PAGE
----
Born: 1846 Died: 1929 Arkansas
Burial: Nixon Cemetery Place: Charleston, Franklin County, Arkansas
When flipping through the names of guerrillas in Quantrill history, the name "Wilhite" appears a few times. Namely guerrillas, Jefferson and William Wilhite. And, as Civil War records show, there were names that had been mispronounced and misspelled like theirs. So with this biography, we'll help correct at least two guerrillas names.
This is Denicicius "Nin" Wilhoit. Wilh-o-i-t. It seems that, throughout time, the Wilhoit name was spelled several different ways, but Willhite is the name that stuck in Quantrill and border wars history. Nin was born around Lone Jack, Missouri to Gibson and Amanda Wilhoit. Nin's brother, Jefferson, is the one whose name is most familiar in Quantrill history from a fight at the Warder Church in Lafayette County, Missouri on July 10, 1864. Jefferson, along with other fellow guerrillas, John Prock, Alvis Estes, Green Austin and a few others attended church services at the invite of Rev. Joseph Warder. At the conclusion of services and while everyone was gathered outside to visit and say their "so longs", a small detachment of Federal troops closed in on the church and shots were fired in haste. The guerrillas were overwhelmed in numbers and firepower and it cost Jefferson and Alvin their lives. Jefferson would be laid to rest carrying 28 bullet holes in him.
On April 4, 1865, Nin's guerrilla background becomes clearer and it is an unbelieveable story that includes his other brother, William! Baltimore Thomas lived at Thomas Hall, a mansion built in 1857 at Grand Pass, Saline County, Missouri. It was a sprawling 950 acres. Nin, his brother, William and well known Quantrill men, A. J. Harris and Marion Potter, stopped by the Thomas home to get a mouthful to eat. A band of militia caught sight of the guerrilla's horses tied up in nearby woods and they quickly opened up on the home. Nin and the others broke from the home and jumped fences as the Union soldiers unloaded on them. Harris and Potter made it the home of the deceased John Clark where they looked to hide. Women and children, who were refugees of the war, were living in the Clark house and took the two up to the roof of the home and hid them in the garret. As the Union soldiers were combing the area for their enemy, a tornado hit and dismantled the garret from the home and slammed it down within site of the Union patrol. It killed one of the guerrillas and wounded the other fatally. Nin and William managed to escape. Nin had been suspicious that two of Baltimore's slaves must have ratted them out and he swore that, before he ever surrendered, he would find both slaves and kill them!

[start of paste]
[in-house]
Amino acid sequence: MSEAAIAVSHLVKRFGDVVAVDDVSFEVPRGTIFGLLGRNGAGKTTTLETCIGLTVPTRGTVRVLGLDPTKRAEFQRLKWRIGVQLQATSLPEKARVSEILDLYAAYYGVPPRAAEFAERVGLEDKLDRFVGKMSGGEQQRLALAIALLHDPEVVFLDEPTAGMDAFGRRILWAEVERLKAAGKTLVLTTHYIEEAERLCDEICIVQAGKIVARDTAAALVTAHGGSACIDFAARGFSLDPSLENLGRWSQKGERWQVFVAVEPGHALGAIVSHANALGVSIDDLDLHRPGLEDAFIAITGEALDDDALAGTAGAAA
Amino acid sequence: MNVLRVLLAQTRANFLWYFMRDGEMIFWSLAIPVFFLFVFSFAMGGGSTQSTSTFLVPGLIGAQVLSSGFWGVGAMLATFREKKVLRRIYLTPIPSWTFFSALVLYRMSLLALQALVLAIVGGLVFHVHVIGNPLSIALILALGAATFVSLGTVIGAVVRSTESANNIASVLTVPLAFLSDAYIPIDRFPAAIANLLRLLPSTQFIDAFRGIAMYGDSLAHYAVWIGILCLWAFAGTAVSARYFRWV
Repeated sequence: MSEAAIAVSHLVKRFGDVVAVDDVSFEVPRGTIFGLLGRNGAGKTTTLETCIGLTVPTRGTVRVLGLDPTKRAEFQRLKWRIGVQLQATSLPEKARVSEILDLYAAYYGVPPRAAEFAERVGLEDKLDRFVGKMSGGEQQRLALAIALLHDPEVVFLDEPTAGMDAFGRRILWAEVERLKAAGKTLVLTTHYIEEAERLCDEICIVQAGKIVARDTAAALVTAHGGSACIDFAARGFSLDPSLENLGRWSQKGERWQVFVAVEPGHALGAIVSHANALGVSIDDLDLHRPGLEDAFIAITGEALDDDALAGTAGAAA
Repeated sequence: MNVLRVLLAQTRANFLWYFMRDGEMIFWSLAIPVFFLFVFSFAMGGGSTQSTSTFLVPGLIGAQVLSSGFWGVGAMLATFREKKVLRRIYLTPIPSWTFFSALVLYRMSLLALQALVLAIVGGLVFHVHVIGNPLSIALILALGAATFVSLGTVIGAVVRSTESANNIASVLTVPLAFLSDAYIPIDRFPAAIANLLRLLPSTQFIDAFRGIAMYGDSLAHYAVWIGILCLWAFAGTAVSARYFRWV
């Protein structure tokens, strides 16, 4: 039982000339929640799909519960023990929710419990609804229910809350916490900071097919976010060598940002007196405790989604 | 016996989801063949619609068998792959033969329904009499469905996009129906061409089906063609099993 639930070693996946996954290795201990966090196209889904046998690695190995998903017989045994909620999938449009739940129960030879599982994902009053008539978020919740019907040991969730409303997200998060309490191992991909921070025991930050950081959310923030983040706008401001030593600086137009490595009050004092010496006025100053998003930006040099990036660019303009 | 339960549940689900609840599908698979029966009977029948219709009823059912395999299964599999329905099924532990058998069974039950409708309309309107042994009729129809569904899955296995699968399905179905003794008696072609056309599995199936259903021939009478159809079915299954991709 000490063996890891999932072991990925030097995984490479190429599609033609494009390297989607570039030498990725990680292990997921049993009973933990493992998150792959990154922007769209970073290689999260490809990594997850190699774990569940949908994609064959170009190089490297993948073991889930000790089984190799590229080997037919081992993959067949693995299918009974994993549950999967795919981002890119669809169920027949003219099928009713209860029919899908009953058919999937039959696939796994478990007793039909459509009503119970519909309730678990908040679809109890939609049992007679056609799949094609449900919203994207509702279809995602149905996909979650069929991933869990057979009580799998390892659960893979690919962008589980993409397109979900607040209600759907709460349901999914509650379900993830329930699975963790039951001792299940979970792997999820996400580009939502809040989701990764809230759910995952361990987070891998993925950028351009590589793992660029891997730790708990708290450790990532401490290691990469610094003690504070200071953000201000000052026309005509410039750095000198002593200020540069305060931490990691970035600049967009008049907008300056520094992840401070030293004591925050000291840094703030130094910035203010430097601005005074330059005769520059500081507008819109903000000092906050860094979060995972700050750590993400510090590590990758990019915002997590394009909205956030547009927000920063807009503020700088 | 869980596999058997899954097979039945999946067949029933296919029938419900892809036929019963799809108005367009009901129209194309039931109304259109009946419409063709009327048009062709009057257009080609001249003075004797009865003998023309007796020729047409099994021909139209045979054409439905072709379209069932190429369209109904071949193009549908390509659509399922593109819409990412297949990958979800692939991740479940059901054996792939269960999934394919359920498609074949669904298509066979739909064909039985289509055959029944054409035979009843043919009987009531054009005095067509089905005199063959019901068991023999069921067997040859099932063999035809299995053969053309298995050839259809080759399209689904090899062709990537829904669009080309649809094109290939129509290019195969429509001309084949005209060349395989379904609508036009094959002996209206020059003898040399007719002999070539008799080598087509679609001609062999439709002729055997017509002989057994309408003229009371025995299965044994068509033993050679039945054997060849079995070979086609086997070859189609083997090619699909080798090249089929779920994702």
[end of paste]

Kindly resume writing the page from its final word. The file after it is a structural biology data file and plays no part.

Revenge would be exacted a few days later. Nin did return to the Thomas home and found two slaves there. They have been recorded in history as "Uncle Ben" and the other was simply "Hardy." Nin killed Ben, but wounded Hardy enough to leave him lame for the rest of his life. The problem with this act was....it has been written that the two slaves that Nin believed to have uncovered their whereabouts in 1865 had actually left with Federal troops the day before. He immediately headed for Lexington, Missouri and surrendered himself to the Union authorities stationed there.
There is a picture of the Baltimore Thomas home, where the above happened, at this website: http://littledixie.net/a_few_examples_of_southern_archi.htm You have to scroll about three quarters of the way down the page.
Gibson Wilhoit (shown as Wilhite) is at number 1867 found on the extreme far left of the 1860 Lone Jack census here: http://www.historiclonejack.org/1860.html
The fuller extent of Nin, Jefferson and the Wilhoit family can be found in the books "The Men Who Rode with Capt. Wm. C. Quantrill & Capt. Wm. T. Anderson, Their Lives, Their Loves, Their Stories" by James A. White and Carolyn M. Bartels and "Guerrilla Warfare in Civil War Missouri, Volume IV, Sept. 1864 - June 1865" by Bruce Nichols. A copy of the White / Bartels book will be in the QSCR collection in the near future.